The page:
Given the cost of losing great employees (and hiring and training new ones), employee retention is a major issue for businesses of all types and sizes. In fact, lost mid-range employees -- those earning $30,000 to $50,000 a year -- cost 20% of their annual salary to replace. And it's gets more expensive, the higher you go up the ladder.

For highly educated executive positions, the cost of turnover can be up to 213% of the annual salary.

Obviously we have a lot of tangible and compelling reasons to keep our employees happy, productive and profitable.

So when you discover that your company is experiencing a high turnover rate, you need to get to the bottom of it. You need to stop the bleeding.

Last August, a Gallup poll pointed to one overwhelming reason employees quit their jobs: to get away from their manager.  "People don't leave jobs, they leave managers," the WSJ announced.

And it's true. In their poll of 7,200 American adults, Gallup discovered that about half had left a job at some point in their life to get away from a manager they didn't like. Communication was pegged the most influential factor in whether an employee got on with their boss or not.

Now, you would think that if good employees leave jobs over bad managers, the opposite must then be true, right? You might think it makes sense that if you're a great manager, you'll have no problem keeping your best employees.

But you would be wrong.

New research from the University of Illinois shows that even great leadership doesn't necessarily mean you'll be able to stop your most amazing people walking out the door.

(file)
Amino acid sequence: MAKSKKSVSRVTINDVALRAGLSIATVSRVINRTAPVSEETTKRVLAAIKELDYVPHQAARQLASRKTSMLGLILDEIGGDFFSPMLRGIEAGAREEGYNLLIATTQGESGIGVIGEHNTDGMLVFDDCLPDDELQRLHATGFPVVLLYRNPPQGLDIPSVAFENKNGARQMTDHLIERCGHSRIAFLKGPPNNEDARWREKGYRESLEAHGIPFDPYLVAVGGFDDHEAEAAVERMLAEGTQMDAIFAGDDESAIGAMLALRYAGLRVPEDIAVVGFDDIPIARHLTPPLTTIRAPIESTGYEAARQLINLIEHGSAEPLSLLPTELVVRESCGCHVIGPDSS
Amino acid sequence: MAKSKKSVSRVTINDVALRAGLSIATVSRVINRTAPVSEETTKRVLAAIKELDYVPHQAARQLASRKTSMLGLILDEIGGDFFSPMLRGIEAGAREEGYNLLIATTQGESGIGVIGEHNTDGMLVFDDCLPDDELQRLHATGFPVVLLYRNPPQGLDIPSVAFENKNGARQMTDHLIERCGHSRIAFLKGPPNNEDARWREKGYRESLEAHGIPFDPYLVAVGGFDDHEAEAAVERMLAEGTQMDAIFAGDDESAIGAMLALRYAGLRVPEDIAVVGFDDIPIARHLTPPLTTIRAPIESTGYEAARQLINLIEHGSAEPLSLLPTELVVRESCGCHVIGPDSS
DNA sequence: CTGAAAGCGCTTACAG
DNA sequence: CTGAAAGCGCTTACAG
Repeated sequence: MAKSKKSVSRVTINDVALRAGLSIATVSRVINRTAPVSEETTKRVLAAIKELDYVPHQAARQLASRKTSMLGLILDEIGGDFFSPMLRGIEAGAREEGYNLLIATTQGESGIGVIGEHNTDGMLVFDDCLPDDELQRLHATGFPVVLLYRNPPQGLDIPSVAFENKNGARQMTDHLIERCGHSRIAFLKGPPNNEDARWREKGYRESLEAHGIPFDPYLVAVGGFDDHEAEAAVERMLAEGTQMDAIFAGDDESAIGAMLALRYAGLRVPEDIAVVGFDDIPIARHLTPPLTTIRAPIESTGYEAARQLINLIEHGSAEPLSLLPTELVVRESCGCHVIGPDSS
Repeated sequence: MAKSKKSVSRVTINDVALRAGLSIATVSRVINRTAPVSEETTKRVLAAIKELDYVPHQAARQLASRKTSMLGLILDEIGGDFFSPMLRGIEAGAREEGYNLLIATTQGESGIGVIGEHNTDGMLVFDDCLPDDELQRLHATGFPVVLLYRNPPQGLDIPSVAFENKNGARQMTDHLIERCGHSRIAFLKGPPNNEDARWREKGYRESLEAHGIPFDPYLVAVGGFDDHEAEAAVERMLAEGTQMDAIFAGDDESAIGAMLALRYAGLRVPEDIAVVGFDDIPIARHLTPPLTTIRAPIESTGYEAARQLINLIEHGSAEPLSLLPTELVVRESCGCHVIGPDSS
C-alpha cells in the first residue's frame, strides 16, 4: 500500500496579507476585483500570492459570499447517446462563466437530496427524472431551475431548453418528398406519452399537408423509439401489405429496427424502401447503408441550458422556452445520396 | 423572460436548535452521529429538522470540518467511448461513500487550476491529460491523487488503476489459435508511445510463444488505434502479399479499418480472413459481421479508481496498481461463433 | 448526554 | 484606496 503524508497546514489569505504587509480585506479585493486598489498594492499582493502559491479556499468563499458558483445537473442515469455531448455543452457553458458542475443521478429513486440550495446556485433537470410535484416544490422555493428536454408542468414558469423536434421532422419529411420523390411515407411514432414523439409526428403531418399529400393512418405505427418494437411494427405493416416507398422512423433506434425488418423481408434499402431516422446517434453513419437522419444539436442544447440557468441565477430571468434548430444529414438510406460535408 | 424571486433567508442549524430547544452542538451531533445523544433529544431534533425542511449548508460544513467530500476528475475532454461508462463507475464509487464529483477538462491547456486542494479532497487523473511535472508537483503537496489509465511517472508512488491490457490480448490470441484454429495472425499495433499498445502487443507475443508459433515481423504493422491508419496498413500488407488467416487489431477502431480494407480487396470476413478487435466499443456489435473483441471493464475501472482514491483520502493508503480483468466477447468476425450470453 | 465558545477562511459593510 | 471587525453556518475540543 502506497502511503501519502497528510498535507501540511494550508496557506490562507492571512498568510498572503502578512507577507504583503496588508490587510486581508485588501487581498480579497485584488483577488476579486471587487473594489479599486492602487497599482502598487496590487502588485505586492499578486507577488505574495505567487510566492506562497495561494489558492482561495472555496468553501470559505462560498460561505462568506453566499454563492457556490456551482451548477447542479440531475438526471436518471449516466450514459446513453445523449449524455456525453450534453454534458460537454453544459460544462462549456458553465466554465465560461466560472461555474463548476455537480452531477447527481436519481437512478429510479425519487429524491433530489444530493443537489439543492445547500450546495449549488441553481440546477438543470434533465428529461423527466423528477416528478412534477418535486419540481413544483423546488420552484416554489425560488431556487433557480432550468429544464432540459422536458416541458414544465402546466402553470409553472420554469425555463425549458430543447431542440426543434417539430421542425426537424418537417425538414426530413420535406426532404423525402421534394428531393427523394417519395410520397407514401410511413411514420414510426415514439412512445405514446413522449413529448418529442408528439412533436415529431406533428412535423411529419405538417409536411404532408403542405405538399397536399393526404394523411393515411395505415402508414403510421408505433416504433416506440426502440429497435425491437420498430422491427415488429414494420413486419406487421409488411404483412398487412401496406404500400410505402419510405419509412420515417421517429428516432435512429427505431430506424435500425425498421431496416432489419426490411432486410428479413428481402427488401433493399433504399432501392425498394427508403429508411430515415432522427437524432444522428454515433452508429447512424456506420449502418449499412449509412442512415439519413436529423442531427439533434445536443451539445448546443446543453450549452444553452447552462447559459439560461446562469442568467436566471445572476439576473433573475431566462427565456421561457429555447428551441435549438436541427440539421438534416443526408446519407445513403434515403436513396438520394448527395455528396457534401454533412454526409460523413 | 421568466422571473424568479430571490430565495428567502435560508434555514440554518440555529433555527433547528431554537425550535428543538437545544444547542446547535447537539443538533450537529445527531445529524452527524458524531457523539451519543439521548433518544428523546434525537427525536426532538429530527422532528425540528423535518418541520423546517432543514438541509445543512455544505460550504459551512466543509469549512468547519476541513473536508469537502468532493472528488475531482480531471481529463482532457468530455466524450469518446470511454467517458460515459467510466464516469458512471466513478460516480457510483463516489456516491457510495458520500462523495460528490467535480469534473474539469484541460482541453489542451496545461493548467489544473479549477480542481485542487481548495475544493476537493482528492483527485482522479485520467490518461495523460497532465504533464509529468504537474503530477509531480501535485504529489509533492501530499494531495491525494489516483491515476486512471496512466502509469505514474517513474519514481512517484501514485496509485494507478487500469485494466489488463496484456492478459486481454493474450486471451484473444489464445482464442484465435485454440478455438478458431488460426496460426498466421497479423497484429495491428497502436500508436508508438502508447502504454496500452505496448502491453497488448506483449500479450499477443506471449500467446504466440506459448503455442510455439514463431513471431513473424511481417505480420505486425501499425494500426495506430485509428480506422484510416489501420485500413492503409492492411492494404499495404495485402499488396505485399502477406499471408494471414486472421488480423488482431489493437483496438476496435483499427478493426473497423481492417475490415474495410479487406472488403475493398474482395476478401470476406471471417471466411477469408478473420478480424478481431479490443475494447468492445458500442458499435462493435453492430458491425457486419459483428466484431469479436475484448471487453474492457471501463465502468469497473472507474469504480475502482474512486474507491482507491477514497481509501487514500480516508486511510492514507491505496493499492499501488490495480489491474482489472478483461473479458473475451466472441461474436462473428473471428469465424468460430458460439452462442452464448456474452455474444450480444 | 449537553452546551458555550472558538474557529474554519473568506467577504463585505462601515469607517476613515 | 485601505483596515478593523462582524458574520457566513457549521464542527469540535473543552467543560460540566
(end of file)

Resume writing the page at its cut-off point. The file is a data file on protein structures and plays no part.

In a new paper entitled Boundaryless LMX: Examining LMX's Impact on External Career Outcomes and Alumni Goodwill, researchers Sumita Raghuram et al found that employees leave good and bad bosses at about the same rates.

Two of the study's authors, Ravi S. Gajendran and Deepak Somaya, shared their findings in a recent HBR column. They explained: "What we discovered was surprising. Good leadership doesn't reduce employee turnover precisely because of good leadership."

Wait a second... so being a good leader still means employees are going to leave you?

What gives?

"Supportive managers empower employees to take on challenging assignments with greater responsibilities, which sets employees up to be strong external job candidates. So employees quit for better opportunities elsewhere--better pay, more responsibility, and so on," the researchers concluded.

They also note that employees who liked their bosses tend to think more positively of their former employers, so good leadership is still an important tool for goodwill. That goodwill can result in opportunities and productive relationships in future.

So if being a great manager won't help you keep your best employees, what will?

Reduce the impact of toxic people in the workplace by better managing them, or getting them out of your ranks. Make your workplace a fun, stimulating place for employees to be at their best (Barbara Corcoran shares a few of her best tips for creating happy workplaces here).

And remember that good management will still help you attract the best talent in future--even if they're destined to move on to greater things and don't stick around quite as long as you'd like.